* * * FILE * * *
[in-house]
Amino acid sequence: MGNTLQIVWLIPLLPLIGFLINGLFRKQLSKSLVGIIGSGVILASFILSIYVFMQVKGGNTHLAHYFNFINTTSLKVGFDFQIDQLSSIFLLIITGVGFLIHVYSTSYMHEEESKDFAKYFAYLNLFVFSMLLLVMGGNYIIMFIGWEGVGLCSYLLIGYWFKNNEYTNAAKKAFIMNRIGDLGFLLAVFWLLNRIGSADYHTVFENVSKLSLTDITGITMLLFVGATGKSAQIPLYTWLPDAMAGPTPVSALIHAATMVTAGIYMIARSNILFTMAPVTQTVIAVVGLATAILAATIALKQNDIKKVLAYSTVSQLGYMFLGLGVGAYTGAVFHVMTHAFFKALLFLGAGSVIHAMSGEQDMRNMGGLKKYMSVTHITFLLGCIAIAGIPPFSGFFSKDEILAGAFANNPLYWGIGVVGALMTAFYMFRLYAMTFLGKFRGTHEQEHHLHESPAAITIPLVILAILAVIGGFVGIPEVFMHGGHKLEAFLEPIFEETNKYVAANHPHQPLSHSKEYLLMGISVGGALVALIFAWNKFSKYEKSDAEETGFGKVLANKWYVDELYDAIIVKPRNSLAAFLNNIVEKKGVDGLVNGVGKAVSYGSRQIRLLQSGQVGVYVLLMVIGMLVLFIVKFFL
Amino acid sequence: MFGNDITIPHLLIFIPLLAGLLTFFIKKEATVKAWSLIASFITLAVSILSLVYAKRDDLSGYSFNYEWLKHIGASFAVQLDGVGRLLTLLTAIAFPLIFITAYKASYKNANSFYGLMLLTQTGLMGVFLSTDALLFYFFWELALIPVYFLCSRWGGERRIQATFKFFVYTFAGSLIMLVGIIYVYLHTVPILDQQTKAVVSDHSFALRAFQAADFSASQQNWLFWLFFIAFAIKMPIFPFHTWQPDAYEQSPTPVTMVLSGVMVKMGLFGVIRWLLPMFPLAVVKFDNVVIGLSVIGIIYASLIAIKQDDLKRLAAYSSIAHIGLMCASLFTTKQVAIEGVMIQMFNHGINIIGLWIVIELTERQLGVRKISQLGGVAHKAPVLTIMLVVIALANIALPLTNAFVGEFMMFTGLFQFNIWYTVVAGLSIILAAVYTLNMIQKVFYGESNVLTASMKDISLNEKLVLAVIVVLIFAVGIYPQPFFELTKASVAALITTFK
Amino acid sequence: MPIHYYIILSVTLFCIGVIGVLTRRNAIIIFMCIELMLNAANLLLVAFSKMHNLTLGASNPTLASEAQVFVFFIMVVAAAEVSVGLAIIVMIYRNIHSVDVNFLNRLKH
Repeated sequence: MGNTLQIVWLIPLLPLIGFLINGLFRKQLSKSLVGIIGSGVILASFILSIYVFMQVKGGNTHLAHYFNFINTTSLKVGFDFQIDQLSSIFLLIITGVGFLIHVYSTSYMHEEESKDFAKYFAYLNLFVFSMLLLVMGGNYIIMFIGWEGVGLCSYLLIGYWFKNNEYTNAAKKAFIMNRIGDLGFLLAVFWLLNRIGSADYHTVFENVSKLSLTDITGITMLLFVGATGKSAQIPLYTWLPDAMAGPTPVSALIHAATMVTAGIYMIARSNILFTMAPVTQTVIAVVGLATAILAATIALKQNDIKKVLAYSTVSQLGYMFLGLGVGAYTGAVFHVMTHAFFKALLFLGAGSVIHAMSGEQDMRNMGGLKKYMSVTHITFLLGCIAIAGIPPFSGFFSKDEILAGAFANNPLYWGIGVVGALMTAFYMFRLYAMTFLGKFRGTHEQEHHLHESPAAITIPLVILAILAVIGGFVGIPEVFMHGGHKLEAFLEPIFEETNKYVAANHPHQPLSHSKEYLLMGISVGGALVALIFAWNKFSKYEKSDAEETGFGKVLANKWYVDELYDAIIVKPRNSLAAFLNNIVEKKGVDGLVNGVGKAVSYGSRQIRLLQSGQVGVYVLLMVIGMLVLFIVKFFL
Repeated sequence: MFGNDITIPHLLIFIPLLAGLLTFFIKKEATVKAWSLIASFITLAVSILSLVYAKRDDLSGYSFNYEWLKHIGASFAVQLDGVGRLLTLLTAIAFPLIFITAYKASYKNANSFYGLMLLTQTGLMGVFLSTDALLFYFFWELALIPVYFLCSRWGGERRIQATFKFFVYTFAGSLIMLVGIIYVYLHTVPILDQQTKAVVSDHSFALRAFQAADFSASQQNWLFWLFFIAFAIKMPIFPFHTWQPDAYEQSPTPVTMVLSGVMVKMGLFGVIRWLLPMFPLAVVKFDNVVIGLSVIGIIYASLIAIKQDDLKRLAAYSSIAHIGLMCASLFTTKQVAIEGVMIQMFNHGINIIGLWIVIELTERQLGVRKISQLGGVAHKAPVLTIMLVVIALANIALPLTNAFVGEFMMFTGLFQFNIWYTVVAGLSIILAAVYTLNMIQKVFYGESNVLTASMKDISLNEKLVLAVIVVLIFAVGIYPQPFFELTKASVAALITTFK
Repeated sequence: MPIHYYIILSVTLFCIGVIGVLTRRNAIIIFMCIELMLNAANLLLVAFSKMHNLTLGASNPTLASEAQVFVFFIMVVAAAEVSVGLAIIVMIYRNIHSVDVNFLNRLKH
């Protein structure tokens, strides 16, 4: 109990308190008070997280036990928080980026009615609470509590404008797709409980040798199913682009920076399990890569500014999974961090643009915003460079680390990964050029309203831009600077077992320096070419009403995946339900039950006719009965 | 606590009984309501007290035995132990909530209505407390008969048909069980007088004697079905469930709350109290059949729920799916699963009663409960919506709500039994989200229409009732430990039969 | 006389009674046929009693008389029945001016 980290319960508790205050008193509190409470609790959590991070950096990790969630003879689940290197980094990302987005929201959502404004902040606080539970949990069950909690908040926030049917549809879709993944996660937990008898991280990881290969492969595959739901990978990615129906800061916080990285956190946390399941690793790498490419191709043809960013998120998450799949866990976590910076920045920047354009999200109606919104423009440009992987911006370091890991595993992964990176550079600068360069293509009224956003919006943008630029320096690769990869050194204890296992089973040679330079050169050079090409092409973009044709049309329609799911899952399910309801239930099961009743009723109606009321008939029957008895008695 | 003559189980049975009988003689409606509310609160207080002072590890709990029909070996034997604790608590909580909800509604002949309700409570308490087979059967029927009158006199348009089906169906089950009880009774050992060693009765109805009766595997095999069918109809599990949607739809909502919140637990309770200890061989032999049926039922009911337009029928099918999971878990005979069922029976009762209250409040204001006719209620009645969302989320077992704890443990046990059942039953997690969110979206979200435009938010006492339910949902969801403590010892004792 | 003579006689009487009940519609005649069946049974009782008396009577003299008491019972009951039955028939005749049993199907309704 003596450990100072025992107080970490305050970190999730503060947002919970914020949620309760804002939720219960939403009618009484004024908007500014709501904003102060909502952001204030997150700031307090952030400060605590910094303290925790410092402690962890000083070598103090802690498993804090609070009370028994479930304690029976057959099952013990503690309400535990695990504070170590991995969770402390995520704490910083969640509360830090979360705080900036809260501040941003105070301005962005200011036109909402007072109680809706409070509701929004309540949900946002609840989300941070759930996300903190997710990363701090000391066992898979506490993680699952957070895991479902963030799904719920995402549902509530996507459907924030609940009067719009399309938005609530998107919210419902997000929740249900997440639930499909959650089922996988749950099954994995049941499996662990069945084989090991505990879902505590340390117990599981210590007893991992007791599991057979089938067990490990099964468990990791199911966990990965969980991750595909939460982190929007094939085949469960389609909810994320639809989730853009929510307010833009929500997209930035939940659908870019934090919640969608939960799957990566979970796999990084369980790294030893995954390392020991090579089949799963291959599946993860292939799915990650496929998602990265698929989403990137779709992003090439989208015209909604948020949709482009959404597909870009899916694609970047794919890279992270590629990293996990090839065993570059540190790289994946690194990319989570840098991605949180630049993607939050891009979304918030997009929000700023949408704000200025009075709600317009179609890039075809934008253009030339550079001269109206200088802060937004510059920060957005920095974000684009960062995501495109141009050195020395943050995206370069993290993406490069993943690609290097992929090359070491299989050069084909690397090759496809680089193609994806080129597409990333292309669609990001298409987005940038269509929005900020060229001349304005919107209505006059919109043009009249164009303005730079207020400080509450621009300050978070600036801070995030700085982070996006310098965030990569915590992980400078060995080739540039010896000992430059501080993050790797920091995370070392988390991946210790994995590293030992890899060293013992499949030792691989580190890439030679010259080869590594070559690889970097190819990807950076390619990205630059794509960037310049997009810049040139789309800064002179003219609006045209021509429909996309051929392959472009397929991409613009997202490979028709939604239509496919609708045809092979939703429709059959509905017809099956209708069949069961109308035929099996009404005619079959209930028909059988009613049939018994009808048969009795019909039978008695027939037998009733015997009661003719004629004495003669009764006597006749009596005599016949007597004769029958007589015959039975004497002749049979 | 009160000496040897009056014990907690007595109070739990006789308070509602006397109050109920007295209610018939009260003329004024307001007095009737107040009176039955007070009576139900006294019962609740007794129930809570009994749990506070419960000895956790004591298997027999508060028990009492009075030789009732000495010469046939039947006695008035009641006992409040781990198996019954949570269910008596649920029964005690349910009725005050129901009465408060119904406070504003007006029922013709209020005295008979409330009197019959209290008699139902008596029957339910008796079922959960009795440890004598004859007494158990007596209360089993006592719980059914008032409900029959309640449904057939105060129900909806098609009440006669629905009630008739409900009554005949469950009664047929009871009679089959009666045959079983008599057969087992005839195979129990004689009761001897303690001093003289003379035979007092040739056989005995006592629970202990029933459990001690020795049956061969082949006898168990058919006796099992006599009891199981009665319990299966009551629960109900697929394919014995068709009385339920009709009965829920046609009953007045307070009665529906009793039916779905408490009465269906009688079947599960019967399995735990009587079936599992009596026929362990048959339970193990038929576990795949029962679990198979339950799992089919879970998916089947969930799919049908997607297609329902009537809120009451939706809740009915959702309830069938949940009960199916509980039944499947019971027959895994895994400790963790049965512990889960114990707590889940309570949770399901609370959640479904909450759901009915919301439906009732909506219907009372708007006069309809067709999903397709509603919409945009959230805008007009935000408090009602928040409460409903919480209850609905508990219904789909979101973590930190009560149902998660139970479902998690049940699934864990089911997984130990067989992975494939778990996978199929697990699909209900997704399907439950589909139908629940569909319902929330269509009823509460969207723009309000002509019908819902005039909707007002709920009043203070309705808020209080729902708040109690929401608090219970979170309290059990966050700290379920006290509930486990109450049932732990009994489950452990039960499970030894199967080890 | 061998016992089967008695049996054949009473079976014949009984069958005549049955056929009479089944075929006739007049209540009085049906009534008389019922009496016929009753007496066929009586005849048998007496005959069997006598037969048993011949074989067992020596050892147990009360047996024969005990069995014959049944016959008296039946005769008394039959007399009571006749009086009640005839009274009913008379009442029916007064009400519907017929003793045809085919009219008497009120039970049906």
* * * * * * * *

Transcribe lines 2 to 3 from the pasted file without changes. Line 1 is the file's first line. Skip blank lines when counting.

Amino acid sequence: MGNTLQIVWLIPLLPLIGFLINGLFRKQLSKSLVGIIGSGVILASFILSIYVFMQVKGGNTHLAHYFNFINTTSLKVGFDFQIDQLSSIFLLIITGVGFLIHVYSTSYMHEEESKDFAKYFAYLNLFVFSMLLLVMGGNYIIMFIGWEGVGLCSYLLIGYWFKNNEYTNAAKKAFIMNRIGDLGFLLAVFWLLNRIGSADYHTVFENVSKLSLTDITGITMLLFVGATGKSAQIPLYTWLPDAMAGPTPVSALIHAATMVTAGIYMIARSNILFTMAPVTQTVIAVVGLATAILAATIALKQNDIKKVLAYSTVSQLGYMFLGLGVGAYTGAVFHVMTHAFFKALLFLGAGSVIHAMSGEQDMRNMGGLKKYMSVTHITFLLGCIAIAGIPPFSGFFSKDEILAGAFANNPLYWGIGVVGALMTAFYMFRLYAMTFLGKFRGTHEQEHHLHESPAAITIPLVILAILAVIGGFVGIPEVFMHGGHKLEAFLEPIFEETNKYVAANHPHQPLSHSKEYLLMGISVGGALVALIFAWNKFSKYEKSDAEETGFGKVLANKWYVDELYDAIIVKPRNSLAAFLNNIVEKKGVDGLVNGVGKAVSYGSRQIRLLQSGQVGVYVLLMVIGMLVLFIVKFFL
Amino acid sequence: MFGNDITIPHLLIFIPLLAGLLTFFIKKEATVKAWSLIASFITLAVSILSLVYAKRDDLSGYSFNYEWLKHIGASFAVQLDGVGRLLTLLTAIAFPLIFITAYKASYKNANSFYGLMLLTQTGLMGVFLSTDALLFYFFWELALIPVYFLCSRWGGERRIQATFKFFVYTFAGSLIMLVGIIYVYLHTVPILDQQTKAVVSDHSFALRAFQAADFSASQQNWLFWLFFIAFAIKMPIFPFHTWQPDAYEQSPTPVTMVLSGVMVKMGLFGVIRWLLPMFPLAVVKFDNVVIGLSVIGIIYASLIAIKQDDLKRLAAYSSIAHIGLMCASLFTTKQVAIEGVMIQMFNHGINIIGLWIVIELTERQLGVRKISQLGGVAHKAPVLTIMLVVIALANIALPLTNAFVGEFMMFTGLFQFNIWYTVVAGLSIILAAVYTLNMIQKVFYGESNVLTASMKDISLNEKLVLAVIVVLIFAVGIYPQPFFELTKASVAALITTFK